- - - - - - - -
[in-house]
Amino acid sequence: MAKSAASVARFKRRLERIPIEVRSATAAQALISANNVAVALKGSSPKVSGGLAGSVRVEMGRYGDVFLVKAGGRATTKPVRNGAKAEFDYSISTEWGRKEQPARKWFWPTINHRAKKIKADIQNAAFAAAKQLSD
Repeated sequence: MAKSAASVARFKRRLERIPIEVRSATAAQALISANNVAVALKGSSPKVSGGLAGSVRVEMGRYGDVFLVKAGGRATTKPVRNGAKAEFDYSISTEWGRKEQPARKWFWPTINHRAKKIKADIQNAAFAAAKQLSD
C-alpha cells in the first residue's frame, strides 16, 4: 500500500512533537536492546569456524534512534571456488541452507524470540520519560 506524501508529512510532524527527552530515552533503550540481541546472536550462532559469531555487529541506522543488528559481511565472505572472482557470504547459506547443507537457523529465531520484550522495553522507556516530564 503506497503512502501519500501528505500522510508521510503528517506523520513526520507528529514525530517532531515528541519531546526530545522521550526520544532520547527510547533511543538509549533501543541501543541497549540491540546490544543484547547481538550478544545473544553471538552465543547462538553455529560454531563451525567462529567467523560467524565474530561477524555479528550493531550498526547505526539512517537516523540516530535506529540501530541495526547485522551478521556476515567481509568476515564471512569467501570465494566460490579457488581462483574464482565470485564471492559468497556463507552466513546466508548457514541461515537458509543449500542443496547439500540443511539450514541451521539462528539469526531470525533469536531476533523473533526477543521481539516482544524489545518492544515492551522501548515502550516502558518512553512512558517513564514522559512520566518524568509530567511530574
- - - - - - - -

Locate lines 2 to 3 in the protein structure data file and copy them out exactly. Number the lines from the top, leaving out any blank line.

Amino acid sequence: MAKSAASVARFKRRLERIPIEVRSATAAQALISANNVAVALKGSSPKVSGGLAGSVRVEMGRYGDVFLVKAGGRATTKPVRNGAKAEFDYSISTEWGRKEQPARKWFWPTINHRAKKIKADIQNAAFAAAKQLSD
Repeated sequence: MAKSAASVARFKRRLERIPIEVRSATAAQALISANNVAVALKGSSPKVSGGLAGSVRVEMGRYGDVFLVKAGGRATTKPVRNGAKAEFDYSISTEWGRKEQPARKWFWPTINHRAKKIKADIQNAAFAAAKQLSD